We argue that countries’ monetary and financial commitments are a key determinant of their use of “constrained protectionism” – temporary trade barriers (TTBs) that are legal within the WTO-based multilateral trade regime – and of countries’ involvement in WTO disputes. In line with the Mundell-Fleming trilemma, governments who are committed to fixed exchange rates and capital account openness face greater constraints on their macroeconomic policy autonomy. We argue that these government have strong domestic political incentives to use TTBs such as anti-dumping and safeguard duties. These policies, in turn, increase the likelihood that a country will be targeted within the WTO dispute settlement mechanism (DSM). We further argue that this is particularly true when countries are experiencing more severe balance of payments problems. Using a dataset of GATT/WTO members from 1985 to 2012, we find that countries with more stringent trilemma constraints and larger current account deficits are more likely to employ TTBs. These results strongly suggest that the link between monetary and financial commitments and trade policy extends to the politics of trade within the modern GATT/WTO system. They also indicate the need for more research on the complex interactions between trade, monetary, and financial policies in the global economy.

The Political Consequences of U.S. Currency Swap Arrangements (with Yumi Park) 

In recent decades, the Federal Reserve has emerged as a global lender of last resort by providing currency swap lines to foreign central banks. Although a burgeoning literature explores the incentives of the Fed for swap line provisions and their economic consequences, little understanding exists on the swap lines’ political consequences. We argue that voters reward governments that manage to secure the Fed’s swap lines during global crisis. We theorize that the Fed’s swap lines improve a recipient government's popularity because swap lines signal government competence and facilitate currency stabilization. By analyzing quarterly data for CSA recipients and non-recipients for 2004/Q1-2018/Q4, we find robust and supportive evidence for our claims even after addressing for selection bias. Our findings demonstrate that the Fed can interfere with a foreign country’s domestic politics just like other international organizations.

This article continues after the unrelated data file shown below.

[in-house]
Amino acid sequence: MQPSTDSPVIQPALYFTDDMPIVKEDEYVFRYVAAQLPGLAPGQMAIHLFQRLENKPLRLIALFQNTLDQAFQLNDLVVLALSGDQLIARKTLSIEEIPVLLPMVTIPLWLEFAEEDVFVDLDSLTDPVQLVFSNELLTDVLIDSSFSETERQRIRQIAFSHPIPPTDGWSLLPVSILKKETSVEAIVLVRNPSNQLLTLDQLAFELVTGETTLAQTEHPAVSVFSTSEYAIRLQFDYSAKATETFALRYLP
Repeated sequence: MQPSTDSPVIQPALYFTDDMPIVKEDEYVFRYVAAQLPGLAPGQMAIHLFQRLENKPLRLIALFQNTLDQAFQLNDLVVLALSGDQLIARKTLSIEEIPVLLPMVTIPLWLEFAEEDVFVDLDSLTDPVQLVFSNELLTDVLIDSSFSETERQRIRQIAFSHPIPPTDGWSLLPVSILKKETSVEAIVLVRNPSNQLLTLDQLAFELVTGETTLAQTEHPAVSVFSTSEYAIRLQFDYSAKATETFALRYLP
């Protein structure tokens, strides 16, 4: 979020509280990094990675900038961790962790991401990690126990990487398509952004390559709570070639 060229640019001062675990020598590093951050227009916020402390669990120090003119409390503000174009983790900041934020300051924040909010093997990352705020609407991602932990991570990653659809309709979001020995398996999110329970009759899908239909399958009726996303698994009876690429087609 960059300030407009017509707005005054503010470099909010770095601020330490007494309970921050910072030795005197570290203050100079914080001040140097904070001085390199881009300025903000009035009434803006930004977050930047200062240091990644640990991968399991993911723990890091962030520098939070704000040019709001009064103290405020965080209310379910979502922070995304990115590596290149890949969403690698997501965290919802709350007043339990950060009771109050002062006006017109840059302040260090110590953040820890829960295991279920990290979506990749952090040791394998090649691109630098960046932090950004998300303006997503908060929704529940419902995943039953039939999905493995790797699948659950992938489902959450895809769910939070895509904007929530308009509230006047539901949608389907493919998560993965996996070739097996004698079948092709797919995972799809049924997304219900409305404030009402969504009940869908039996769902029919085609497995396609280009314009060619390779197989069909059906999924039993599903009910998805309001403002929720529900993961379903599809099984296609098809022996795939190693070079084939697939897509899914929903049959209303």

When Does the Public Align with Protectionist Trade Opinions of Interest Groups? (with Haillie Na-kyung Lee) 

Draft available upon request

- Presented at ISA (2022), Money in Politics Conference (2022), and APSA (2022)

Who is Credible? Government Popularity and the Catalytic Effect of IMF Lending
2022, Comparative Political Studies

In this paper, I explain variations in international investors’ reactions to International Monetary Fund (IMF) programs. Investors react favorably if a borrowing government is credibly committed to implementing essential IMF conditionality. Instead of engaging complex information processing about economic reform, however, investors rely on a heuristic device to assess the borrower’s domestic political conditions. I argue that a borrowing government’s popularity is an important cue for investors to assess the prospect of the program. Investors associate higher government popularity with better implementation of the program and react more favorably to more popular borrowers. Using annual data from up to 52 emerging market economies from 1998 to 2017, I find robust statistical evidence supporting these claims: an IMF program alone does not restore investor confidence. Rather, an IMF program carried out by a strong government does. My findings have important implications for the study of global financial governance and credible commitment.

Never Let Me Go: Exit Clauses in International Investment Agreements (with Tuuli-Anna Huikuri) 

Draft available upon request

- Will be presented at ISA (2023)